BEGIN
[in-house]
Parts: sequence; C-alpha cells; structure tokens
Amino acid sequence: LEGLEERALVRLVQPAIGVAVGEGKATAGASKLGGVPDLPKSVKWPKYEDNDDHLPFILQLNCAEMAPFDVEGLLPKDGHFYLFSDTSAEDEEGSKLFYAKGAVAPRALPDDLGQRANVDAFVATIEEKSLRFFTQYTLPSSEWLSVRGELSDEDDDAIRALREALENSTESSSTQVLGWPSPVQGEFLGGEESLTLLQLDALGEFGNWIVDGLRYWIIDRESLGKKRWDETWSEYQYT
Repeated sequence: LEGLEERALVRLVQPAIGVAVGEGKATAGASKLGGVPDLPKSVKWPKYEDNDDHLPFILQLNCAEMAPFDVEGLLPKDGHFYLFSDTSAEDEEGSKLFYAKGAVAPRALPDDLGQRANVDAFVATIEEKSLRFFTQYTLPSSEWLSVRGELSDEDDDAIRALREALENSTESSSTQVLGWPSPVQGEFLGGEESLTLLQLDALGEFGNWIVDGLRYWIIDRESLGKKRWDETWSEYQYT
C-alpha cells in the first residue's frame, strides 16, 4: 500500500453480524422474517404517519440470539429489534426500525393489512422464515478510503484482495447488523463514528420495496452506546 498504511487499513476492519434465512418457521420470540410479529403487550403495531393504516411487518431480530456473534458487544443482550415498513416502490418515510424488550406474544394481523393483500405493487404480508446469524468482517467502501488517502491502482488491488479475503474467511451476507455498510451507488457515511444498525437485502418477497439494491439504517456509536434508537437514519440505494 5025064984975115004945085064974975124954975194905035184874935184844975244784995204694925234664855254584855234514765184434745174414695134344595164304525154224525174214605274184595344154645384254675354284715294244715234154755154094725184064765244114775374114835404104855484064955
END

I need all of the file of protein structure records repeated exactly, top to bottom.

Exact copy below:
[in-house]
Parts: sequence; C-alpha cells; structure tokens
Amino acid sequence: LEGLEERALVRLVQPAIGVAVGEGKATAGASKLGGVPDLPKSVKWPKYEDNDDHLPFILQLNCAEMAPFDVEGLLPKDGHFYLFSDTSAEDEEGSKLFYAKGAVAPRALPDDLGQRANVDAFVATIEEKSLRFFTQYTLPSSEWLSVRGELSDEDDDAIRALREALENSTESSSTQVLGWPSPVQGEFLGGEESLTLLQLDALGEFGNWIVDGLRYWIIDRESLGKKRWDETWSEYQYT
Repeated sequence: LEGLEERALVRLVQPAIGVAVGEGKATAGASKLGGVPDLPKSVKWPKYEDNDDHLPFILQLNCAEMAPFDVEGLLPKDGHFYLFSDTSAEDEEGSKLFYAKGAVAPRALPDDLGQRANVDAFVATIEEKSLRFFTQYTLPSSEWLSVRGELSDEDDDAIRALREALENSTESSSTQVLGWPSPVQGEFLGGEESLTLLQLDALGEFGNWIVDGLRYWIIDRESLGKKRWDETWSEYQYT
C-alpha cells in the first residue's frame, strides 16, 4: 500500500453480524422474517404517519440470539429489534426500525393489512422464515478510503484482495447488523463514528420495496452506546 498504511487499513476492519434465512418457521420470540410479529403487550403495531393504516411487518431480530456473534458487544443482550415498513416502490418515510424488550406474544394481523393483500405493487404480508446469524468482517467502501488517502491502482488491488479475503474467511451476507455498510451507488457515511444498525437485502418477497439494491439504517456509536434508537437514519440505494 5025064984975115004945085064974975124954975194905035184874935184844975244784995204694925234664855254584855234514765184434745174414695134344595164304525154224525174214605274184595344154645384254675354284715294244715234154755154094725184064765244114775374114835404104855484064955